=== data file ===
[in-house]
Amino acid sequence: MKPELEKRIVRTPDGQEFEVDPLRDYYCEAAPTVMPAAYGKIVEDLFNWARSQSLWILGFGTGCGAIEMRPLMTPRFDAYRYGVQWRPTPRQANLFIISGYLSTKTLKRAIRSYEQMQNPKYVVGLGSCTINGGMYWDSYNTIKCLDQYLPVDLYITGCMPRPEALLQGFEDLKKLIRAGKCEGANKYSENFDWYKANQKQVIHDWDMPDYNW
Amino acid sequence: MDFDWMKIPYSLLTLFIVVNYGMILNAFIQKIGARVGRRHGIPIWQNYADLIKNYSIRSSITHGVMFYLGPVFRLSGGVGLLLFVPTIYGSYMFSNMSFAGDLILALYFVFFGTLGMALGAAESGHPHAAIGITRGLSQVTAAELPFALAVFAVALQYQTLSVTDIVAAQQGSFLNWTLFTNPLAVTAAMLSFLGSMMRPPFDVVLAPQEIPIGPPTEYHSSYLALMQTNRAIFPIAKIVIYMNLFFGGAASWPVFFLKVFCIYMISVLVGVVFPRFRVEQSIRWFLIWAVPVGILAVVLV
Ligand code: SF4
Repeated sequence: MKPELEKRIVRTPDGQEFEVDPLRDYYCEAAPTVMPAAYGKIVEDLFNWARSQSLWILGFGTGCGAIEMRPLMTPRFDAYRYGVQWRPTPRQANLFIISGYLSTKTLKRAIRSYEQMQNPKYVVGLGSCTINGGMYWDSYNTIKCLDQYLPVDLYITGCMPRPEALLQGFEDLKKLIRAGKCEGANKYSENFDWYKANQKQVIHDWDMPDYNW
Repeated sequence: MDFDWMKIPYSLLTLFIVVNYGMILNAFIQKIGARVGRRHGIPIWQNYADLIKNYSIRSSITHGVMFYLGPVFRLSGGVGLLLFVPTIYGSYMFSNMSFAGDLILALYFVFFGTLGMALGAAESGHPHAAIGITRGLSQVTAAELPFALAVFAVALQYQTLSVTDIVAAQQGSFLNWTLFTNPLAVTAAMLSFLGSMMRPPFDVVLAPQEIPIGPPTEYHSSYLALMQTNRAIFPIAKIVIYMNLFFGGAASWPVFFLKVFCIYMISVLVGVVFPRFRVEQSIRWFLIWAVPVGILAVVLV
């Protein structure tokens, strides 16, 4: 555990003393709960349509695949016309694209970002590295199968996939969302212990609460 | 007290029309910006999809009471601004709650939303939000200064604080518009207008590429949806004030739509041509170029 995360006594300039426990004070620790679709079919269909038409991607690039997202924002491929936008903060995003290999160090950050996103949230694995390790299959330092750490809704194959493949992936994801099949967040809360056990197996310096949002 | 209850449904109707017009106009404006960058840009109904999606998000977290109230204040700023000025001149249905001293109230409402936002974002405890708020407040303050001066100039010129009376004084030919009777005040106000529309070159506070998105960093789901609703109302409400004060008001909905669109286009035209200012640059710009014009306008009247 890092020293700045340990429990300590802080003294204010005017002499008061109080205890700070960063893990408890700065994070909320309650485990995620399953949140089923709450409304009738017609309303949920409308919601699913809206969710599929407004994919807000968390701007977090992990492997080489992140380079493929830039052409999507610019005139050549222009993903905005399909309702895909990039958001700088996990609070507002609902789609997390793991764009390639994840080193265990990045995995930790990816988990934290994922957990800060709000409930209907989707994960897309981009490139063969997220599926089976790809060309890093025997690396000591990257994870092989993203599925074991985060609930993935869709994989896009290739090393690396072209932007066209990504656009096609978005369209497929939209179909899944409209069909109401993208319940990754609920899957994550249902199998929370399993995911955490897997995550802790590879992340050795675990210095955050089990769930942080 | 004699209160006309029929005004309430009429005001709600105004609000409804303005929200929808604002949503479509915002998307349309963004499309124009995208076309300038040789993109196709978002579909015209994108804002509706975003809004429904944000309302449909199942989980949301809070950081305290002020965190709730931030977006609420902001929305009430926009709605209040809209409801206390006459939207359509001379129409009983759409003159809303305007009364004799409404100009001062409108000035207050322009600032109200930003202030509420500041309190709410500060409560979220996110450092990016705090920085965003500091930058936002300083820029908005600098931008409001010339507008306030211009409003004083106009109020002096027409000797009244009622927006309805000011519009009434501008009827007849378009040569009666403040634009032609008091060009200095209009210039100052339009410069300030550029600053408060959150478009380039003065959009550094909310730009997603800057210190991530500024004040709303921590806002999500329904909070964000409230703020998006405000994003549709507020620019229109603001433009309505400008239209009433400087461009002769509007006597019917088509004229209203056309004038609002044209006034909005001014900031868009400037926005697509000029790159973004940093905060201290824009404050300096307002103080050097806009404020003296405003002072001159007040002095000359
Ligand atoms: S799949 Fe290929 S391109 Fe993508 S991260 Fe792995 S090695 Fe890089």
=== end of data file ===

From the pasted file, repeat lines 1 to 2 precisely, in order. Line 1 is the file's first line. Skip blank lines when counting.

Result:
[in-house]
Amino acid sequence: MKPELEKRIVRTPDGQEFEVDPLRDYYCEAAPTVMPAAYGKIVEDLFNWARSQSLWILGFGTGCGAIEMRPLMTPRFDAYRYGVQWRPTPRQANLFIISGYLSTKTLKRAIRSYEQMQNPKYVVGLGSCTINGGMYWDSYNTIKCLDQYLPVDLYITGCMPRPEALLQGFEDLKKLIRAGKCEGANKYSENFDWYKANQKQVIHDWDMPDYNW